The holidays tend to bring back memories. I'm revisiting a few of mine early, as I go through some boxes that I've had in storage for a while.
Many of the things in those boxes date back to my time in Kalispell, Montana, a town of about 20,000 in the northwestern part of the state, where I shared a little duplex with six other guys while I attended Flathead Valley Community College and worked at a local burrito place* before moving south to Texas and then on to finish school in New York City.
I can describe my time in Kalispell with a back seat's worth of objects: A pack of Camels, a tall energy drink, an Arizona iced tea. My beginner's banjo. A plate of biscuits and gravy from Sykes', a shabby old-timers' favorite with ten-cent coffee that's since gone out of business. And, more than anything, a half-gallon carton of Kern's horchata.
Montana might seem like an unlikely place to find horchata, but that's where I tried it first. Kern's horchata isn't exactly like Mexican horchata, which I'd discover later and enjoy less. Kern's is thick and creamy, like melted ice cream, and silted with sugar and cinnamon. I bought it for the first time on a snack run some weekend in the late summer, and kept buying it as temperatures plummeted well below zero and our weekends became more and more about the television in our living room.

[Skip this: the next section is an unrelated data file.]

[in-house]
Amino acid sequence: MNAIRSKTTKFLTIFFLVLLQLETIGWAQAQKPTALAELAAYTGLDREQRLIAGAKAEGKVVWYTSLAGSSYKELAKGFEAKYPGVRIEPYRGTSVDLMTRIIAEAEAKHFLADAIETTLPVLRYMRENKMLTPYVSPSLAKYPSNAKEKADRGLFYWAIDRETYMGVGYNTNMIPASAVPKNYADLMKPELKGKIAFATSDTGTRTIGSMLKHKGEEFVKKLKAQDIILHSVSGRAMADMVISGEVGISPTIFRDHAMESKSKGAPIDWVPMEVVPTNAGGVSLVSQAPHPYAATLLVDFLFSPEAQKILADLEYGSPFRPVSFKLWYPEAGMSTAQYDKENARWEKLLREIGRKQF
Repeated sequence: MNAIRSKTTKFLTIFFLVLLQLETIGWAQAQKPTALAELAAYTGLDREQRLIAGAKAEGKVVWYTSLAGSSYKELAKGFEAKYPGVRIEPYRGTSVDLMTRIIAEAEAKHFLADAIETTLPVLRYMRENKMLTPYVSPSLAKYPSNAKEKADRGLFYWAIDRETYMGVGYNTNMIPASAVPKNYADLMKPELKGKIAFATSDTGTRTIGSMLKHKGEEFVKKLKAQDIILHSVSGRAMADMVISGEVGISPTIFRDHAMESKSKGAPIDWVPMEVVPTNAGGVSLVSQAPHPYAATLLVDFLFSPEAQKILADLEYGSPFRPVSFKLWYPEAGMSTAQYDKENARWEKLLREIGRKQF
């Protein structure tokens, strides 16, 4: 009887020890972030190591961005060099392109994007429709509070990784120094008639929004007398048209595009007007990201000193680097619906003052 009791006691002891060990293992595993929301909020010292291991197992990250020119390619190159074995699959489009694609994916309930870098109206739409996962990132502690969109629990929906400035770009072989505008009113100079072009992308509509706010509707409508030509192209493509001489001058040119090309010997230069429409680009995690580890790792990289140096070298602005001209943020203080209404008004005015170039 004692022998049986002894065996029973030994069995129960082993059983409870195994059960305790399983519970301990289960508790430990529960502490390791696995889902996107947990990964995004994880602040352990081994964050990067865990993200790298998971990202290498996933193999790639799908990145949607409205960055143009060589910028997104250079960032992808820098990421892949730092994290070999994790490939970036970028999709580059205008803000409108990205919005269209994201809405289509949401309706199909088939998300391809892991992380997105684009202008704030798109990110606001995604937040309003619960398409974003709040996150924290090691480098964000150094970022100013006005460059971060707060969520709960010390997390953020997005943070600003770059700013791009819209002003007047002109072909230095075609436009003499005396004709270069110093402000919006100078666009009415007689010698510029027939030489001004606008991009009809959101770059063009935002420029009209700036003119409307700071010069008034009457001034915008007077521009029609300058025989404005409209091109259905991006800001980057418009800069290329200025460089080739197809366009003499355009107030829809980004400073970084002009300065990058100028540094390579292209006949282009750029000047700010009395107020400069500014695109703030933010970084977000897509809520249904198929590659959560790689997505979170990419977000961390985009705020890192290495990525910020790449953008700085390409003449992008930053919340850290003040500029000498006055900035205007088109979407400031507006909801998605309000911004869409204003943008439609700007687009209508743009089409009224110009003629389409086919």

I left Kalispell in December, but returned to Montana the following spring to work on a ranch a couple of hours to the south. The first thing that I did when I arrived in northwestern Montanabefore dropping my boxes, before visiting friends, before reporting to workwas head to the store for a carton of Kern's horchata, to mark my return to a place I'd missed dearly. They didn't have it. I went to another grocery store. No. When I had the time, I drove back to our old grocery store in Kalispell. Not there, either.
I have not, in fact, been able to find Kern's horchata anywhere in the years since I left Kalispell. And believe me, I've looked. In Texas, in Arizona, in New Mexico. In Washington and Oregon. In New York City. All over the Southeast. According to the Kern's website, the horchata is available in some of those places. I've been unlucky, I guess. But because it has been so long since I tried that horchataand because I drank so much of it, once, though I don't know what I'd think of it nowit's sure to prompt a rush of snowy memories when I do come across it on a supermarket shelf somewhere. And I look forward to that.
How about you? What are the drinks that take you back to different parts of your lives? The different places you've lived? What drinks remind you of home?
*If you ever find yourselves in that part of the country, by the way, Taco del Sol—a Missoula-based chain of 10 restaurants—is far from authentic, but pretty good; if you visit the Kalispell location, tell them I sent you. I've heard through the grapevine that the owners remember me as the only person who ever wore cowboy boots on the burrito line.
About the author: Jed Portman is blogging his way to that cabin in East Tennessee, one six-pack of soda and barbecue platter at a time. Follow him on Twitter @jdportman.